March 3, 2024


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The Latest: Nevada Sets Policy on Worker Virus Testing | Health News

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CARSON CITY, Nev. — Nevada state employees who aren’t fully vaccinated for COVID-19 must take weekly virus tests starting Aug. 15.

Gov. Steve Sisolak announced the testing policy in a statement on Friday. As with other governors who have implemented similar vaccination or testing policies for their states, Sisolak’s statement made it clear his intent to nudge workers to get vaccinated.

Vaccination “is the best tool we have to combat this virus and we are committed to making state government a safe and healthy environment for all employees and the public we are charged with serving,” he said.

Under Nevada’s mask mandate, state employees who live in substantial or high transmission counties — nearly all of the state — generally must wear a mask while working, the statement noted.

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— French police clash with anti-virus pass protesters in Paris

— U.S. tenants prepare for unknown as coronavirus eviction moratorium ends

— Tokyo witnesses coronavirus record at Olympics midpoint

— In West Africa, rising cases finally brings demand for vaccinations

— Find more AP coverage at and


COLOMBO, Sri Lanka — Sri Lanka received 728,460 doses of AstraZeneca from the COVAX program on Saturday.

The consignment was flown as part of the total contribution of more than 1.4 million doses provided by Japan through the COVAX’s dose sharing, said UNICEF in a statement.

The Health Ministry says part of the doses will be used to give the second doses.

This is the third consignment of COVID vaccines received by Sri Lanka under the COVAX Facility. The first delivery was 264,000 doses of AstraZeneca in March, followed by 1.5 million Moderna vaccines in July.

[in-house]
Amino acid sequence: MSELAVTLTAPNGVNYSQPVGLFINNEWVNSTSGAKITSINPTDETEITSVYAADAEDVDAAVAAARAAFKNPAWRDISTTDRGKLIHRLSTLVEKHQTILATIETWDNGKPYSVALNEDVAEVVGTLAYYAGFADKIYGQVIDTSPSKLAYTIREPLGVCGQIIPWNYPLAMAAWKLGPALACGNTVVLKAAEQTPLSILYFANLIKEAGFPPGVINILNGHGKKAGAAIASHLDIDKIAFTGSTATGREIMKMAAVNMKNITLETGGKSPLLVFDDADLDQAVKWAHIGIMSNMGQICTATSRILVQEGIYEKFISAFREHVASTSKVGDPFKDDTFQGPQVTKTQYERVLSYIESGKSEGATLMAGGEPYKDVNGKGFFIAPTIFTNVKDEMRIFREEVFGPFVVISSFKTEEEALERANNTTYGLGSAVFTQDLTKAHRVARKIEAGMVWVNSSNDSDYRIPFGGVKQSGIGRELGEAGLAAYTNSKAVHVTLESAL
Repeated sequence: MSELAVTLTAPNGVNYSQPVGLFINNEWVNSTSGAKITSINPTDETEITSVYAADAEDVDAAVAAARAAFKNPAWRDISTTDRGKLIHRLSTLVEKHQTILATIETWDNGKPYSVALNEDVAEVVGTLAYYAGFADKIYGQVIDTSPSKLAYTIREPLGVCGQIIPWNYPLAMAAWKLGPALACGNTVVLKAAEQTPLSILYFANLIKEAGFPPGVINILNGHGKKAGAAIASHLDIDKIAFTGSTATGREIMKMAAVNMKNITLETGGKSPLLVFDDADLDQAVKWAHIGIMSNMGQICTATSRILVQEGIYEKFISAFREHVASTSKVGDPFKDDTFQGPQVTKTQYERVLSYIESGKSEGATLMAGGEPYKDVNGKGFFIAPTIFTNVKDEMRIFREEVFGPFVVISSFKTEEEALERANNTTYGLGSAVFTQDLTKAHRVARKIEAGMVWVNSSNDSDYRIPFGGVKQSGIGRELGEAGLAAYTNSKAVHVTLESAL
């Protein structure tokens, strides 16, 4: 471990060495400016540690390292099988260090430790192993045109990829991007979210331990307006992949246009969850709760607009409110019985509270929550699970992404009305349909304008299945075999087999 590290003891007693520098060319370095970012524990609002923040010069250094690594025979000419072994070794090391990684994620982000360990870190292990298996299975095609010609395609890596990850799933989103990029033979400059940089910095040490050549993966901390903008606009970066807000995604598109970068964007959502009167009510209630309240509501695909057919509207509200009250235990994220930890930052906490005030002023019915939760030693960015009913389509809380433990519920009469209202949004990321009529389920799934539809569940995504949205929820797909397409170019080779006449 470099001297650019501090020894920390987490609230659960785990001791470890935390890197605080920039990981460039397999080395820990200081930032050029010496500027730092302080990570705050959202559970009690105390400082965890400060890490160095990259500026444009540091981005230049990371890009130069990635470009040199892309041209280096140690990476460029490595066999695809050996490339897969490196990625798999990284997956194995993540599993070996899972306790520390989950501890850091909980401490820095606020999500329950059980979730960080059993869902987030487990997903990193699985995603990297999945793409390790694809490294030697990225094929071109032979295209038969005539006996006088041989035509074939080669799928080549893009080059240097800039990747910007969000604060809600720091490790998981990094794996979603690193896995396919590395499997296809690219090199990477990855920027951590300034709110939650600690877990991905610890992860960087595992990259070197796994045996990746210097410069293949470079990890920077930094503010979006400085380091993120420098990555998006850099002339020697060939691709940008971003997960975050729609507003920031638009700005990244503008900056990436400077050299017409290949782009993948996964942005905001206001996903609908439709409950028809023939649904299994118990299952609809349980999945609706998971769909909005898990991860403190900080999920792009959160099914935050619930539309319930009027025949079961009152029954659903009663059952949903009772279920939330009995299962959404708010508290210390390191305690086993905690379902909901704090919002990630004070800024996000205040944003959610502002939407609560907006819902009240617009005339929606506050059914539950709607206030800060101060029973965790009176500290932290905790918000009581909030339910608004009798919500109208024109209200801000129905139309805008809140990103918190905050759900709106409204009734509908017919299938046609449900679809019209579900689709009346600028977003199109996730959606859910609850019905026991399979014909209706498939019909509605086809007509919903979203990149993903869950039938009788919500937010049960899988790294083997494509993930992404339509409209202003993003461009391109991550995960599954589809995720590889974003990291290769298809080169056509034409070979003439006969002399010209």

The country has been facing a shortage more than 500,000 doses of AstraZeneca vaccine after the producer in the neighboring India failed to deliver the promised shots because of the surge of the virus in India.

Sri Lanka has registered 306,662 cases and 4,380 deaths.

PARIS — Thousands protested France’s coronavirus pass by marching through Paris and other French cities. Most demonstrations were peaceful but some in Paris clashed with riot police, who fired tear gas.

Some 3,000 security forces deployed around the French capital for a third weekend of protests against the pass that will be needed soon to enter restaurants and other places. Police took up posts along Paris’ Champs-Elysees.

With coronavirus infections spiking and hospitalizations rising, French lawmakers have passed a bill requiring the pass in most places as of Aug. 9. Polls show a majority of French support the pass, but some are adamantly opposed.

The pass requires a vaccination or a quick negative test or proof of a recent recovery from COVID-19 and mandates vaccine shots for all health care workers by mid-September.

PHOENIX — Arizona reported more than 2,000 new daily cases for the first time in nearly five months.

It comes amid increases in the state’s rolling average of new cases and more virus-related hospitalizations.

Arizona’s seven-day rolling average of daily cases rose over the past two weeks from 898 to 1,577. The daily death average declined from 13 to 11.

The number of virus patients occupying hospital beds topped 1,000 for the third straight day, with 1,106 Friday. That’s double the number on June 30 and the most since March 2.

Public health officials in Arizona and elsewhere attribute the worsening spread to the contagious delta variant and low vaccination rates.

“Unlike last summer when we were headed into school w/ declining rates, the match has been lit and the kindling is aflame this time,″ Dr. Joe K. Gerald, a University of Arizona researcher who tracks COVID-19 data, said on Twitter.

The additional 2,066 cases and 22 deaths increased Arizona’s confirmed pandemic totals to 927,235 cases and 18,246 deaths.

SACRAMENTO, Calif. — California spent nearly $200 million to set up, operate and staff alternate care sites that ultimately weren’t needed as much as feared when during the coronavirus surge last winter.

It was a costly way to learn that California’s hospital system is far more elastic than was thought at the start of the pandemic. The system expanded enough to accommodate most patients during the dire surge when hospitalizations topped 20,000 and nearly 700 people died weekly.

The traditional hospital system squeaked through the worst of the pandemic with little overflow into the alternate care sites because the state temporarily eased nurse-to-patient staffing ratios — designed to protect the sick and their caretakers — and because of a scramble to bring in temporary outside workers, said Stephanie Roberson, government relations director of the California Nurses Association.